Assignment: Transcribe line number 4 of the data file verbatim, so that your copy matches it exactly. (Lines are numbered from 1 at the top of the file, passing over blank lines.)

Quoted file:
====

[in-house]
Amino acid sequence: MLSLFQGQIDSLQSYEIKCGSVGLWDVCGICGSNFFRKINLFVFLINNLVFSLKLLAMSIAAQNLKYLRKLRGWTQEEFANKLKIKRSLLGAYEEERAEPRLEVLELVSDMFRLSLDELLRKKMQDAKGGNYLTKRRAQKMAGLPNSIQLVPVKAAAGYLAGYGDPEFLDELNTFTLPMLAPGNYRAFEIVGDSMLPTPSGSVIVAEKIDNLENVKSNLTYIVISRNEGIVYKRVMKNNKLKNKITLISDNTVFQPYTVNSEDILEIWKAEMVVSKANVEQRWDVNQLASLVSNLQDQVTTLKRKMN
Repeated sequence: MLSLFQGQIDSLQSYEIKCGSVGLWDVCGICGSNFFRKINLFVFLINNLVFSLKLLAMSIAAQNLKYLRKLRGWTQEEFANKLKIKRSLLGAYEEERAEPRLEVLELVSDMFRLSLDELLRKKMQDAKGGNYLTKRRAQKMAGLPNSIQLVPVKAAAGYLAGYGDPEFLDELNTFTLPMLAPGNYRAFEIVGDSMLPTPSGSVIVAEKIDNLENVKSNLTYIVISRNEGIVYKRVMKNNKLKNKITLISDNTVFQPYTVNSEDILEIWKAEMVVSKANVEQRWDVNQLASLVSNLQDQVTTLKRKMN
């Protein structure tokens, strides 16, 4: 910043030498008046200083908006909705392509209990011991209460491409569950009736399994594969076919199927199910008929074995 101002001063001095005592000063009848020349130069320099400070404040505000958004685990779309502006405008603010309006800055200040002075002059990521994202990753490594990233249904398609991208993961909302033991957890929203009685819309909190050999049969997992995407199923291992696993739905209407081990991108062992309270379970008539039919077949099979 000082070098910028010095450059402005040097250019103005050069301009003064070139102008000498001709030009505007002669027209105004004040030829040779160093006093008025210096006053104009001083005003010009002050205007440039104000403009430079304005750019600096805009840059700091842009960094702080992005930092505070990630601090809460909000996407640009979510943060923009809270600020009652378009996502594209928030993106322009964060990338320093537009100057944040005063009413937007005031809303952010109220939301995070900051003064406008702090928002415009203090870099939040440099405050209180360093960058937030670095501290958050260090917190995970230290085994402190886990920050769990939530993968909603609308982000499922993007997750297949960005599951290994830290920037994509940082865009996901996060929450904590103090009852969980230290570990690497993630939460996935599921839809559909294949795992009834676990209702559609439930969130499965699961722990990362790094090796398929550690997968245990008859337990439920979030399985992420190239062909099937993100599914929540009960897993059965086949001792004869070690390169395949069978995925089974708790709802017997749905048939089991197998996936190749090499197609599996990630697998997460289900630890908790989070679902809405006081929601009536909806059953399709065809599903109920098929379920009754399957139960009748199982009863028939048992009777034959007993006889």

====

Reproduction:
């Protein structure tokens, strides 16, 4: 910043030498008046200083908006909705392509209990011991209460491409569950009736399994594969076919199927199910008929074995 101002001063001095005592000063009848020349130069320099400070404040505000958004685990779309502006405008603010309006800055200040002075002059990521994202990753490594990233249904398609991208993961909302033991957890929203009685819309909190050999049969997992995407199923291992696993739905209407081990991108062992309270379970008539039919077949099979 000082070098910028010095450059402005040097250019103005050069301009003064070139102008000498001709030009505007002669027209105004004040030829040779160093006093008025210096006053104009001083005003010009002050205007440039104000403009430079304005750019600096805009840059700091842009960094702080992005930092505070990630601090809460909000996407640009979510943060923009809270600020009652378009996502594209928030993106322009964060990338320093537009100057944040005063009413937007005031809303952010109220939301995070900051003064406008702090928002415009203090870099939040440099405050209180360093960058937030670095501290958050260090917190995970230290085994402190886990920050769990939530993968909603609308982000499922993007997750297949960005599951290994830290920037994509940082865009996901996060929450904590103090009852969980230290570990690497993630939460996935599921839809559909294949795992009834676990209702559609439930969130499965699961722990990362790094090796398929550690997968245990008859337990439920979030399985992420190239062909099937993100599914929540009960897993059965086949001792004869070690390169395949069978995925089974708790709802017997749905048939089991197998996936190749090499197609599996990630697998997460289900630890908790989070679902809405006081929601009536909806059953399709065809599903109920098929379920009754399957139960009748199982009863028939048992009777034959007993006889």